Healthcare is rapidly evolving, and more than ever, hospitals are under extreme pressure to continuously identify ways to improve performance and justify every expense. In this type of environment, technological innovation alone will not prove sufficient. Instead, making sure technology is successfully implemented and processes are streamlined to ensure adoption and maximize value becomes the currency of improvement.
This week marks my 22nd HIMSS Conference. Each year, the industry comes together to highlight our latest and greatest achievements, discuss how to overcome the latest regulatory challenges and, in general, brainstorm how to improve healthcare. After two decades, we’re still working out this last part. There’s no easy solution to this, but I think there are two key pieces we should be focusing on – not just this week, but as the industry continues to evolve.
Bringing mobility into clinical practice across the care continuum is an integral part of improving care, reducing readmissions and increasing patient engagement and satisfaction. From giving clinicians outside the hospital access to patient data so clinical decision making isn’t delayed, to addressing patient needs at home to avoid an emergency room or office visit, mobility offers the flexibility to meet today’s healthcare demands. For both the clinician and the patient, user experience is a critical factor that determines the success of a mobile strategy.
As we gear up for HIMSS at the end of this month, we tend to think back to who has been dominating the healthcare conversations over the past several years. The answer is obvious: EMR vendors. Meaningful Use guidelines have been driving towards the adoption of EMRs and encouraging clinicians to adopt technologies to enhance patient care. But these tools are transactional, not transformative. For an industry that is cutting edge in so many ways, we’ve struggled to successfully crack the code with informational technology. Customers are constantly telling me that we need to find ways to make the data work for us, to improve healthcare.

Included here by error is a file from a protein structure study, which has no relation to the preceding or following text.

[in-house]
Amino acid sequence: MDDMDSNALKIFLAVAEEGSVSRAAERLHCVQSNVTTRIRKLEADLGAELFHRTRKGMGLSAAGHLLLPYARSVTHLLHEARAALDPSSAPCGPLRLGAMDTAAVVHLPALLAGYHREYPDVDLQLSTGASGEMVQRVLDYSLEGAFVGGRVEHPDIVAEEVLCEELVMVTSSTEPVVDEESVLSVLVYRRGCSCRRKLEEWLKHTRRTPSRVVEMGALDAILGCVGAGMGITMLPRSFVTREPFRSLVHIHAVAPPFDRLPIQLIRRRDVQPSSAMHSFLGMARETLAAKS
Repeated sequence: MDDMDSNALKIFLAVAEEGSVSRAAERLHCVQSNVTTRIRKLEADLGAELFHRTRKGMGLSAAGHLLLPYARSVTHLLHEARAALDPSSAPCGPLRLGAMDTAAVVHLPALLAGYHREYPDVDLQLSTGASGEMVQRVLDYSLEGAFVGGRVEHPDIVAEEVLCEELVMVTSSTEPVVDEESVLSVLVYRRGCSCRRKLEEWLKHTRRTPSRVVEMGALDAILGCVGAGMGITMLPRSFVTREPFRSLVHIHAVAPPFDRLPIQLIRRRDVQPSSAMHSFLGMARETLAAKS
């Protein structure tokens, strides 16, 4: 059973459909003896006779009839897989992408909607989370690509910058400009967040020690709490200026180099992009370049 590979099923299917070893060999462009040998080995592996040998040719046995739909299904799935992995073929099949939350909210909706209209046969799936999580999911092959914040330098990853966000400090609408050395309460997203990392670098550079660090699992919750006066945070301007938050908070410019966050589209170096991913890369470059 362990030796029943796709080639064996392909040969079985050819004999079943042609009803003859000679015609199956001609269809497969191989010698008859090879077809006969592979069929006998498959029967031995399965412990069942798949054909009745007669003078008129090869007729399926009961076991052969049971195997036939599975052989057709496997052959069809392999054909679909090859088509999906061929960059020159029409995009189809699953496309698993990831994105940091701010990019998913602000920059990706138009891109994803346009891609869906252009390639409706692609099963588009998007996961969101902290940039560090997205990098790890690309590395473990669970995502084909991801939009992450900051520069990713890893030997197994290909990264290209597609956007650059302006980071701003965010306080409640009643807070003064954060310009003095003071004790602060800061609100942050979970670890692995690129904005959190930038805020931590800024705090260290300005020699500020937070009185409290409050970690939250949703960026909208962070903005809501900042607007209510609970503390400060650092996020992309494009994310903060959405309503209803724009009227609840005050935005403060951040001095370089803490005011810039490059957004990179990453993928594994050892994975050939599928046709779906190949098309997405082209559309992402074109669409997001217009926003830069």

As new technologies and the BYOD trend have worked their way into hospitals and health systems, we’ve begun to find patterns in what is necessary to launch successful programs. The key? Ease of use for clinicians and clear benefits to patient care.
It’s hard to remember a time when Big Data wasn’t all the rage; it’s harder still to believe that we’ve barely reached the tip of the iceberg with its potential. The healthcare industry has made strides with managing the patient data it’s collecting, yet there’s still so much more that both providers and their vendor partners can be doing to leverage Big Data to improve patient care. While we’ve established a foothold, here’s where I think we’re heading next year.
All the mainstream chatter and media coverage around healthcare this year covers up the fact that there is little real action and few success stories to point to. Expect 2014 to be the year that the industry gets taken to task on several key issues:
- On risk – The big headline is going to be the relative lack of traction for risk-based models. For all the talk about the benefits, the incentive is still in place for hospital systems to continue to leverage or create structural advantage in marketplaces – allowing them to pass along rates to payers and protect margins. This shift in models will not happen until hospitals and health systems have maxed out their OPEX savings and consumers are outraged enough with insurance costs to run to Kaiser-like models. Continue reading